If you want to check if there’s actually a directional light in the forward base pass, you need to check if `_LightColor0`

is black or not. The easiest way to do that is to use:

```
if (any(_LightColor0.rgb)) {
// your code that uses the light direction
} else {
// the light color is black and there's no directional lighting
}
```

Note, that `if (_LightColor0.rgb == half3(0,0,0))`

isn’t an option here. Direct vector comparisons aren’t allowed in HLSL for if statements, and while you could use a ternary like:

```
half4 col = _LightColor0 == half4(0,0,0,0) ? _ColorA : _ColorB;
```

This is evaluated on a per-component basis, so it’s equivalent to:

```
half4 col;
col.r = _LightColor0.r == 0 ? _ColorA.r : _ColorB.r;
col.g = _LightColor0.g == 0 ? _ColorA.g : _ColorB.g;
col.b = _LightColor0.b == 0 ? _ColorA.b : _ColorB.b;
col.a = _LightColor0.a == 0 ? _ColorA.a : _ColorB.a;
```

Technically you could do:

```
if (any(_LightColor0.rgb == half3(0,0,0)))
```

But that gets the same result as `!any(_LightColor0.rgb)`

, but uses more math (ie: is more expensive).

2 Likes

Hi, I’m a little confused by your answer - specifically the “small caveat”. How can I use the camera component’s `.worldToCameraMatrix`

in shader code. If I use the `unity_CameraToWorld`

in the shader it doesn’t match the camera components world to camera matrix. But I need to use `unity_CameraToWorld`

as I’m working in VR and need a different matrix for each eye - which this does for you (from my understanding).

I’m unsure if I read your reply incorrectly, but you say the camera component `.worldToCameraMatrix`

matrix actually matches the view matrix, but using `UNITY_MATRIX_I_V`

(or inverse) doesn’t match the camera component’s matrix.

Is there another variable or macro in the shader that I can use that would match the camera component `.worldToCameraMatrix`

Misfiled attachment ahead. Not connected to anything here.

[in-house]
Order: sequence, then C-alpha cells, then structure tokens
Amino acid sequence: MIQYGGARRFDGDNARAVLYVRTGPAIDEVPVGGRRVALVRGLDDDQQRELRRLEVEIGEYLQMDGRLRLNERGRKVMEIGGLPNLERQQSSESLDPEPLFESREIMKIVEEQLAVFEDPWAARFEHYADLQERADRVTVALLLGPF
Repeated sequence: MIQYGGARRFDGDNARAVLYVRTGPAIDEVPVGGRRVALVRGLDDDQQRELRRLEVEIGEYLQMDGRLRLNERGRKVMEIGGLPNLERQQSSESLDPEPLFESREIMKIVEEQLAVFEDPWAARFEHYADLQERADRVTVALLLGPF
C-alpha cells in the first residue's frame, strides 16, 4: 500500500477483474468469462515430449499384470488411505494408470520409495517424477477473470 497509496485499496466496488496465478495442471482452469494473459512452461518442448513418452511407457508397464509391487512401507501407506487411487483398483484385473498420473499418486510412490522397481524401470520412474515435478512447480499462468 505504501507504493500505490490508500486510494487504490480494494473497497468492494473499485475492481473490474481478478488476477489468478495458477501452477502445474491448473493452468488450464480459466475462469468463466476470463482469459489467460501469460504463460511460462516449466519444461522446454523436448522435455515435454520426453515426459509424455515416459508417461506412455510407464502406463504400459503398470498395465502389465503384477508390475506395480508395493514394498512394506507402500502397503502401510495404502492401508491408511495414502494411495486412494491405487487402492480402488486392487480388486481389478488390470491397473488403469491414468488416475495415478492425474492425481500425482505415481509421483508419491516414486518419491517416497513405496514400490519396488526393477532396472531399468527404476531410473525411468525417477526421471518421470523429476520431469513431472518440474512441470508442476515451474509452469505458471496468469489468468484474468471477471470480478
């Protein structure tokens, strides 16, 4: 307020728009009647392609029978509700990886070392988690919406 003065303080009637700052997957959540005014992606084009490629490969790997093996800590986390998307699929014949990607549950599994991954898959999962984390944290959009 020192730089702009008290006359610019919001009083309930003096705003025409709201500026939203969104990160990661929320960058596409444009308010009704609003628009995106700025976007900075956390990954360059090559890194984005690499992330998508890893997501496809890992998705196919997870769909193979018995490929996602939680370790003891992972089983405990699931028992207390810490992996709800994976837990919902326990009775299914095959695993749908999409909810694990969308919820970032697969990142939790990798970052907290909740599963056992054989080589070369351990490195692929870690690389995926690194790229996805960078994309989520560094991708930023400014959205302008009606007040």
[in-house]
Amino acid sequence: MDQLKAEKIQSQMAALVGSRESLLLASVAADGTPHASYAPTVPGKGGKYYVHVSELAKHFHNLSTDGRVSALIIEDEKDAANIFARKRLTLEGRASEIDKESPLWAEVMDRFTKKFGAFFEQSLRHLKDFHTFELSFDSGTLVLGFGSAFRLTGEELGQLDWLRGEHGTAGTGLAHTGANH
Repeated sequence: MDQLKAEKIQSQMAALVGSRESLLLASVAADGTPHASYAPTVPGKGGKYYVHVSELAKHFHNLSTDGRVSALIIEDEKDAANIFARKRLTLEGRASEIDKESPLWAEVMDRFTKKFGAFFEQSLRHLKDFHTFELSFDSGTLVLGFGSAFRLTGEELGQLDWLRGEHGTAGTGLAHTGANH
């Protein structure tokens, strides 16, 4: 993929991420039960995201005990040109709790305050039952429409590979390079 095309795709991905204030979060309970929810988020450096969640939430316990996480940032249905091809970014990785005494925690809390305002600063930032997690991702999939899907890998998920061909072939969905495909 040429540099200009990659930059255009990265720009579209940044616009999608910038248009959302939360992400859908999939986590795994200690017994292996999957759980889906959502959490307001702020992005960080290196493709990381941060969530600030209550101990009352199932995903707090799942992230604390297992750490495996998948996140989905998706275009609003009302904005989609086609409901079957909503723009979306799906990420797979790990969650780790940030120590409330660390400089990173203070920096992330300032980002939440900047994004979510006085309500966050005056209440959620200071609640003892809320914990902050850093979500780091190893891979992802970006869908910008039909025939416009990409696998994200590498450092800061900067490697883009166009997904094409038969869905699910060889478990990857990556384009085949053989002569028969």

matrix? If not, do you have any ideas on how I can pass both eye matrices into the shader when I only get access to one camera while rendering?

Thanks!

`UNITY_MATRIX_V`

== `cam.worldToCameraMatrix`

`UNITY_MATRIX_I_V`

== `cam.cameraToWorldMatrix`

`unity_WorldToCamera`

== `Matrix4x4(cam.transform.position, cam.transform.rotation, Vector3.one)`

`unity_CameraToWorld`

== `Matrix4x4(cam.transform.position, cam.transform.rotation, Vector3.one).inverse`

3 Likes

Hi again, it seems that `UNITY_MATRIX_I_V`

isn’t the same as `cam.cameraToWorldMatrix`

. I resorted to setting a matrix variable in the shader to the cam to world matrix and using that - but this seems to be causing some rendering issues in VR. I’m using a custom Renderer Feature in the Universal Render Pipeline, would you know of any reason why the matrix in the shader doesn’t match the camera’s cameraToWorldMatrix? I’ve attached some images below of how the shader is acting differently:

This is what happens when uploading the cameraToWorldMatrix from the camera (intended behaviour):

https://gyazo.com/8e59bdba0559d1d77c2af35dd78be3f0

This is what happens when using the `UNITY_MATRIX_I_V`

in the shader (not behaving correctly):

https://gyazo.com/e0b13c20b5998f70ce9ef1c8b45c5b5f

Here is how I’m using the camera to world matrix:

```
Ray ray = CreateCameraRay(i.uv, _CamToWorldMatrix);
Ray ray = CreateCameraRay(i.uv, UNITY_MATRIX_V_I);
```

And here is the CreateCameraRay function, I don’t know if I’m doing something wrong there:

```
inline Ray CreateCameraRay(float2 uv, float4x4 camToWorld)
{
float3 origin = GetCameraPositionWS();
float3 direction = mul(unity_CameraInvProjection, float4(uv * 2 - 1, 0, 1)).xyz;
direction = mul(camToWorld, float4(direction, 0)).xyz;
float dirLength = length(direction);
direction = normalize(direction);
return CreateRay(origin, direction, dirLength);
}
```

Thanks again!!

Edit: Added links for GIFs as they aren’t showing up in the post properly

`UNITY_MATRIX_I_V`

is broken in some version of Unity. It *should* be the same as `cam.cameraToWorldMatrix`

and is for most releases, but unfortunately not in some recent ones.

Thanks for the reply!

Oh, that’s quite annoying - would you happen to know which Unity versions are affected? And does Unity know about the issue (if not I’ll post a bug report)?

Sorry, I don’t have an answer to either question. I’ve not seen the issue in the editor version I’ve been using (2018 & 2019), so I believe it’s something new in some 2020, maybe 2021 versions. I just know I’ve seen other Unity devs complain about it on Twitter. It’s also something that may have already been fixed if you get the latest version.

1 Like